Flame is apparently a much more ambitious and dangerous worm, which has been stalking super sensitive information on the net for several years, primed to spy on and steal information from computers, initially across the Middle East.  In the process it performs extensive data mining- copying, transmitting and deleting files for espionage purposes at will. The code’s malicious actions went undetected by 43 antivirus programs before finally being outed.

This massive computer worm- around 20Mb of code, has been designed more as a complete malware ecosystem than a single virus, even rumoured to contain its own App store which can be customised and mutated to attack different applications and achieve different goals.

Most significantly Flame appears to be part of a continuing State sponsored hit campaign against Iran and other perceived enemies of the free world, using a different team of programmers and platform from Stuxnet, but commissioned by the same covert agency- likely the NSA in the US, It shares several hallmark features of its predecessors- Stuxnet and Duqu and was probably  tested at Dimona – the HQ of Israel’s atomic weapons development site.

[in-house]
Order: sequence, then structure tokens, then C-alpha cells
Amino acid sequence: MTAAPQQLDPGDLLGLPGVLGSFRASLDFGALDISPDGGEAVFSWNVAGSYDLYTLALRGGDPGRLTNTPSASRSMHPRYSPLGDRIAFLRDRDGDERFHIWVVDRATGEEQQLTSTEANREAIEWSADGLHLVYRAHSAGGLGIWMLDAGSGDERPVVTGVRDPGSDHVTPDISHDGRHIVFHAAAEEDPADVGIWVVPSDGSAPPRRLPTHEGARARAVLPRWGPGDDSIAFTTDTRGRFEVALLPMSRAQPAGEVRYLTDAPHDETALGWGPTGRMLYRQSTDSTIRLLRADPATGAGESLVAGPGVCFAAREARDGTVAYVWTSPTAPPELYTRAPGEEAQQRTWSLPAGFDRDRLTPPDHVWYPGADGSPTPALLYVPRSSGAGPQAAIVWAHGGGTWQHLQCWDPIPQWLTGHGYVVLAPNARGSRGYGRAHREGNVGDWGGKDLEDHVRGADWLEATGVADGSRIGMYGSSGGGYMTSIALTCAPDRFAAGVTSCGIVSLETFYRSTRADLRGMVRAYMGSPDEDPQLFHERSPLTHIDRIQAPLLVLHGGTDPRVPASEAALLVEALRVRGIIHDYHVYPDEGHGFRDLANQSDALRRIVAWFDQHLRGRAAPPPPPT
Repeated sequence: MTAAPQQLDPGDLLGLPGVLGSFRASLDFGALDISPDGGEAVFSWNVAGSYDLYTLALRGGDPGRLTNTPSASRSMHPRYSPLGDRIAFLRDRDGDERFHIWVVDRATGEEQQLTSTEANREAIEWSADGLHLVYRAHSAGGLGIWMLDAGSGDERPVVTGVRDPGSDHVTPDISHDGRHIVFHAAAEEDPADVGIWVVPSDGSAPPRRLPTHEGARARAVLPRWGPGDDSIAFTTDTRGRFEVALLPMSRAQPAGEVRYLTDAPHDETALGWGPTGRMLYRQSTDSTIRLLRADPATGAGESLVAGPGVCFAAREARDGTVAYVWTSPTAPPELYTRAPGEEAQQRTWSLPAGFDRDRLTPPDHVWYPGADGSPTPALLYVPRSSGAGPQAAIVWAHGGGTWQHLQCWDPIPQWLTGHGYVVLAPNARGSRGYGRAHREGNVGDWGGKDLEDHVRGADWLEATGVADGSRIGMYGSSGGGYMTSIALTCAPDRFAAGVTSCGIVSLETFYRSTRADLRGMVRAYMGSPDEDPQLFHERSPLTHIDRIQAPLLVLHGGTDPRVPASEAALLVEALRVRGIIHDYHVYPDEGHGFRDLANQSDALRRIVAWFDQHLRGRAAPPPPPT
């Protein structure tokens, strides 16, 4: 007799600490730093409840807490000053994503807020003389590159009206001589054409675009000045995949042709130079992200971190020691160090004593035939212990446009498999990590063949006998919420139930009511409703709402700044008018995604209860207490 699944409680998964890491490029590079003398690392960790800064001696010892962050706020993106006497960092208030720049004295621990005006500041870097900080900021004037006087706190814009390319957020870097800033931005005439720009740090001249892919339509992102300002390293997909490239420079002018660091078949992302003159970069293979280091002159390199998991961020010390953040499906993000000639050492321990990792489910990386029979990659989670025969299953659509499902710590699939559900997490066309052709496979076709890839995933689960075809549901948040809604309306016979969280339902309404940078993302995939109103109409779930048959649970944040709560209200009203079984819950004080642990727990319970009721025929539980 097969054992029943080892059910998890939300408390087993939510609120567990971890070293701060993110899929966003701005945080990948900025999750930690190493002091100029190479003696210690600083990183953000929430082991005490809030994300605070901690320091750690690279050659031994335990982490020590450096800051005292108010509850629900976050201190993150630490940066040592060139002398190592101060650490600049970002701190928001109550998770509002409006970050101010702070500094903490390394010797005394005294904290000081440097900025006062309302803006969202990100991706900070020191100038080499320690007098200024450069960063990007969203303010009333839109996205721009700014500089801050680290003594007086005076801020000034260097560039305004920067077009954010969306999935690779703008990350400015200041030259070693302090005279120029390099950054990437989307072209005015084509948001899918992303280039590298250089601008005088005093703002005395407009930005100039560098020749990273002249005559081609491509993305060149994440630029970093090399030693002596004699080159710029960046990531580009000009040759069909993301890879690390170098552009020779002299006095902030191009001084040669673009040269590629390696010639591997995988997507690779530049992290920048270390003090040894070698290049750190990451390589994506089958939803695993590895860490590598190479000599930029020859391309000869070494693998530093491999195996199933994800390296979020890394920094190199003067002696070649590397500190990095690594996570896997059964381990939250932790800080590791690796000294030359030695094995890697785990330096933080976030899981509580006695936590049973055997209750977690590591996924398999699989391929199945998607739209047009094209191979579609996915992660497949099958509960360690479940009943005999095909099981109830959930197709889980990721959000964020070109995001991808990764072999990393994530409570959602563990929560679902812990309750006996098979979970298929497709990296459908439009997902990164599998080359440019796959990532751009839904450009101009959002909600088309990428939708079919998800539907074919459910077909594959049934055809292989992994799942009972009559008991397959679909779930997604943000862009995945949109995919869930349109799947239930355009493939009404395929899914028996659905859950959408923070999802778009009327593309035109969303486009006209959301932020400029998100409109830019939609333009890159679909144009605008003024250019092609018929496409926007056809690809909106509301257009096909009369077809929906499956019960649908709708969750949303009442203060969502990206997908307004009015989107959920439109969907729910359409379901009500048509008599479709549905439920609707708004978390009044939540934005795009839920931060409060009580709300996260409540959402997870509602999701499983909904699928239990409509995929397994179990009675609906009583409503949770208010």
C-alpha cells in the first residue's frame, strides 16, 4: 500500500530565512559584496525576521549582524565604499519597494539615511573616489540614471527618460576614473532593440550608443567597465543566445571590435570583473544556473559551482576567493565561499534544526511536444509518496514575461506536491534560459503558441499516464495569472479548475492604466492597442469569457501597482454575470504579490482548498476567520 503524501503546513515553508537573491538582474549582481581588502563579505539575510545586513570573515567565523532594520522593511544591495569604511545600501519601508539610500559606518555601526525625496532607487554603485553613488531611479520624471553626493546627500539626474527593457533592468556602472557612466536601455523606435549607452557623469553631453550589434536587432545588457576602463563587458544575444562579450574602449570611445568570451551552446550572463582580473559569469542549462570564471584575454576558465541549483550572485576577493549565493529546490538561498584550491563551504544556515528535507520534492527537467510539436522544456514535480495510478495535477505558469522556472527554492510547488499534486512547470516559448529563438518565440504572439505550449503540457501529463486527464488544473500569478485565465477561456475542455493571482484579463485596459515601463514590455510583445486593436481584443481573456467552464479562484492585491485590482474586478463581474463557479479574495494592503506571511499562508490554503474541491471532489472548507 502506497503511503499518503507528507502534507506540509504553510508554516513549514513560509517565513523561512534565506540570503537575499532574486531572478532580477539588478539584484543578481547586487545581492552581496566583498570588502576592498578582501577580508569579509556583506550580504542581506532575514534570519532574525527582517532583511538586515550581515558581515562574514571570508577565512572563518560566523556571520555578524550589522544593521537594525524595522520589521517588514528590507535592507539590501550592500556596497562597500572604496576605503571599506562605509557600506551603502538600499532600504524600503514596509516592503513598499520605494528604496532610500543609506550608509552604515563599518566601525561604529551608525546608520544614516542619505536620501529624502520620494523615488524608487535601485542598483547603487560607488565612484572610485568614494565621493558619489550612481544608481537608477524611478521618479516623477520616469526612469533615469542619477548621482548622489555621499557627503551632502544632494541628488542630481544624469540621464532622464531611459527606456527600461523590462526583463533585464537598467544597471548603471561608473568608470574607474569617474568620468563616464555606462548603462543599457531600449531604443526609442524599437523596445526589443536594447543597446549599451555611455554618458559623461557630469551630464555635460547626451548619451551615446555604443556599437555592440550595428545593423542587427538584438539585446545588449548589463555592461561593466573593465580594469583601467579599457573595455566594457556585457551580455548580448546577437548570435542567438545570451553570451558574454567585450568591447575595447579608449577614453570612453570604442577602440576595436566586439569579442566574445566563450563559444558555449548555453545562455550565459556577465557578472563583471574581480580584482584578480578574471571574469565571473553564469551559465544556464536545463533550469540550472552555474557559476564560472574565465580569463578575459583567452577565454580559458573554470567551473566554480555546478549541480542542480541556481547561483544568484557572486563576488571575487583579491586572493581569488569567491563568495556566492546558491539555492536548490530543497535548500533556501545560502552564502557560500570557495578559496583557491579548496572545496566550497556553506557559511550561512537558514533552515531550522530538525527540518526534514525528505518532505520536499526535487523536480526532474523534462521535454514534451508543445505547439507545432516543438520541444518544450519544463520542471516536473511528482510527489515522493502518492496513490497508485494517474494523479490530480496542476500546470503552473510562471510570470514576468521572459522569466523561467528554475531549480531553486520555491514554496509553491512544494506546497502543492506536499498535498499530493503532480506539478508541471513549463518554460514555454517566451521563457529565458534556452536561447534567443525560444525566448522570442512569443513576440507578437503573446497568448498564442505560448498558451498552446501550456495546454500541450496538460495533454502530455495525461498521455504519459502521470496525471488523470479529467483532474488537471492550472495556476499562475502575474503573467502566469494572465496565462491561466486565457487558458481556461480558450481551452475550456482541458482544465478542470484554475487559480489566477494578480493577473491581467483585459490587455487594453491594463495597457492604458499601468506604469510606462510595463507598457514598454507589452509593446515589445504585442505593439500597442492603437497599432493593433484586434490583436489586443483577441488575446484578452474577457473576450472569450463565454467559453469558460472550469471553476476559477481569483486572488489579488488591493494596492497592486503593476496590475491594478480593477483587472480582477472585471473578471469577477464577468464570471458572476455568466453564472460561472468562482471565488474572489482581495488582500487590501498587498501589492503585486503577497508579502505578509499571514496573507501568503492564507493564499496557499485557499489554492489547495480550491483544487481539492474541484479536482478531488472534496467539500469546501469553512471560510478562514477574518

Like Duqu , Flame is primarily a reconnaissance weapon, able to copy screen images , websites, emails and network traffic and according to the Russian based Kaspersky Security Lab currently dissecting the virus, it has infected around 1000 computers. Iran confirmed that computers belonging to several high ranking officials appear to have also been penetrated by Flame.

One of its best tricks was to initiate a so-called Collision attack on the Microsoft Terminal Services encryption algorithm. This allows it to spoof the Microsoft Digital Certificate signing service by simulating a legitimate security update from Microsoft, using a cheat code to install entire copies of malicious code automatically.

But Flame’s real significance lies not just in its potential to perform spy missions and cripple specialised target machines such as centrifuges, but its capacity to destroy national infrastructure and engineering/manufacturing systems in general. This is what differentiates it from a less potent weapon of espionage and escalates it to an all-out agent of war. Its sheer breadth of functionality sets it apart.